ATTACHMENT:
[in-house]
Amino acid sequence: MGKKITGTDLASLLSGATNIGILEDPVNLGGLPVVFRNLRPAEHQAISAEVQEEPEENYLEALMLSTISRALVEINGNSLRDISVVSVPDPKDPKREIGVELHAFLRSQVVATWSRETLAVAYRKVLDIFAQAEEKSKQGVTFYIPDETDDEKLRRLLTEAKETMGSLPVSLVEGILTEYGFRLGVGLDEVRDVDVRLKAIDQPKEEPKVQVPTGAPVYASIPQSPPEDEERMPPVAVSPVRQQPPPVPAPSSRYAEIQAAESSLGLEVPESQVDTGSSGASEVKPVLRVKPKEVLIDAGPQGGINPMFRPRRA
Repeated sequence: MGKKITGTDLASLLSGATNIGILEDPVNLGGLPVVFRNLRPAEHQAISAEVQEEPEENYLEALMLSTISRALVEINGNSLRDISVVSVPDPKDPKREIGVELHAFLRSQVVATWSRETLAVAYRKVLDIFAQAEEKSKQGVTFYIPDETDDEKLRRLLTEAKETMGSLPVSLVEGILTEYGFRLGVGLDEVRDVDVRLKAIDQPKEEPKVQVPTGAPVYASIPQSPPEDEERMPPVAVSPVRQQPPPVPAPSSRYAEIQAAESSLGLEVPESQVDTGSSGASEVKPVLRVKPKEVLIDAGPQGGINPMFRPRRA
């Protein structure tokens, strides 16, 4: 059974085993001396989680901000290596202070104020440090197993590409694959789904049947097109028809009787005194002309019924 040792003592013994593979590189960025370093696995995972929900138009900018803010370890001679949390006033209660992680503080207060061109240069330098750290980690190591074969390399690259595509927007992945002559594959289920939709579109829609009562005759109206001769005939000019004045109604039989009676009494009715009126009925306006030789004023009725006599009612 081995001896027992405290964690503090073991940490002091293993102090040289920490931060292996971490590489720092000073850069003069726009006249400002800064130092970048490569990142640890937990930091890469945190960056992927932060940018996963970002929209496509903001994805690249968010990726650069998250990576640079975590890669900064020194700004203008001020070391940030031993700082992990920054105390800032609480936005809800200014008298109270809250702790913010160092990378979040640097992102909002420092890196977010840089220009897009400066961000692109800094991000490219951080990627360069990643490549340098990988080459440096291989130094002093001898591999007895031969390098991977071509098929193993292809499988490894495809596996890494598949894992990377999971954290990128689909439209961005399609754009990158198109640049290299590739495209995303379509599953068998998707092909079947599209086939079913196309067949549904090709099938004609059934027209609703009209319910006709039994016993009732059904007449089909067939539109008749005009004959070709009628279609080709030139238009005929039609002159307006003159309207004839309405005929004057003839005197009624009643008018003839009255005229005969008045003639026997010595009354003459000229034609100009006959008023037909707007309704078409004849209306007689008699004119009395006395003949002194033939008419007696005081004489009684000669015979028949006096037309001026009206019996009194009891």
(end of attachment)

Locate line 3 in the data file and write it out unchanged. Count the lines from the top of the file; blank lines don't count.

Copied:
Repeated sequence: MGKKITGTDLASLLSGATNIGILEDPVNLGGLPVVFRNLRPAEHQAISAEVQEEPEENYLEALMLSTISRALVEINGNSLRDISVVSVPDPKDPKREIGVELHAFLRSQVVATWSRETLAVAYRKVLDIFAQAEEKSKQGVTFYIPDETDDEKLRRLLTEAKETMGSLPVSLVEGILTEYGFRLGVGLDEVRDVDVRLKAIDQPKEEPKVQVPTGAPVYASIPQSPPEDEERMPPVAVSPVRQQPPPVPAPSSRYAEIQAAESSLGLEVPESQVDTGSSGASEVKPVLRVKPKEVLIDAGPQGGINPMFRPRRA